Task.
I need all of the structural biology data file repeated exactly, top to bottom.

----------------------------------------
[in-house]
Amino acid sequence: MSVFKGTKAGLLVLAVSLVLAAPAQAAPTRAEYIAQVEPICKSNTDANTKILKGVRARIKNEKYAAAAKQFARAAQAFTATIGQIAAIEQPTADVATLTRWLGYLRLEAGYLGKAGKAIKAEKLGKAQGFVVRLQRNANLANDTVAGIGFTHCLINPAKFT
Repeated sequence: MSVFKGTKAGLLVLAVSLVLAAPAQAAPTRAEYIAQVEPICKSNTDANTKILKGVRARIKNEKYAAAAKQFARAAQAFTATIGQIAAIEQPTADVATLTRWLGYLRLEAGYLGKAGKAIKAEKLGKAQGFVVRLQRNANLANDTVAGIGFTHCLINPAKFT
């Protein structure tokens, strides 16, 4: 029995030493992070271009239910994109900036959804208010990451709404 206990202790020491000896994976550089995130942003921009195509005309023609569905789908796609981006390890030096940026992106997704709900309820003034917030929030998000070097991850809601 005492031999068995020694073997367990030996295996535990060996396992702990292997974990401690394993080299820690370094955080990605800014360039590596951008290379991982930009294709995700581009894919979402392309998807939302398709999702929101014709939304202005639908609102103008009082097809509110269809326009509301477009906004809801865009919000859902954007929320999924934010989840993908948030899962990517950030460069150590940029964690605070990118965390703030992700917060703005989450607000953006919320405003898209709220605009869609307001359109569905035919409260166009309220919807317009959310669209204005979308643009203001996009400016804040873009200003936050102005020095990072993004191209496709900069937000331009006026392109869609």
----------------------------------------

[in-house]
Amino acid sequence: MSVFKGTKAGLLVLAVSLVLAAPAQAAPTRAEYIAQVEPICKSNTDANTKILKGVRARIKNEKYAAAAKQFARAAQAFTATIGQIAAIEQPTADVATLTRWLGYLRLEAGYLGKAGKAIKAEKLGKAQGFVVRLQRNANLANDTVAGIGFTHCLINPAKFT
Repeated sequence: MSVFKGTKAGLLVLAVSLVLAAPAQAAPTRAEYIAQVEPICKSNTDANTKILKGVRARIKNEKYAAAAKQFARAAQAFTATIGQIAAIEQPTADVATLTRWLGYLRLEAGYLGKAGKAIKAEKLGKAQGFVVRLQRNANLANDTVAGIGFTHCLINPAKFT
């Protein structure tokens, strides 16, 4: 029995030493992070271009239910994109900036959804208010990451709404 206990202790020491000896994976550089995130942003921009195509005309023609569905789908796609981006390890030096940026992106997704709900309820003034917030929030998000070097991850809601 005492031999068995020694073997367990030996295996535990060996396992702990292997974990401690394993080299820690370094955080990605800014360039590596951008290379991982930009294709995700581009894919979402392309998807939302398709999702929101014709939304202005639908609102103008009082097809509110269809326009509301477009906004809801865009919000859902954007929320999924934010989840993908948030899962990517950030460069150590940029964690605070990118965390703030992700917060703005989450607000953006919320405003898209709220605009869609307001359109569905035919409260166009309220919807317009959310669209204005979308643009203001996009400016804040873009200003936050102005020095990072993004191209496709900069937000331009006026392109869609």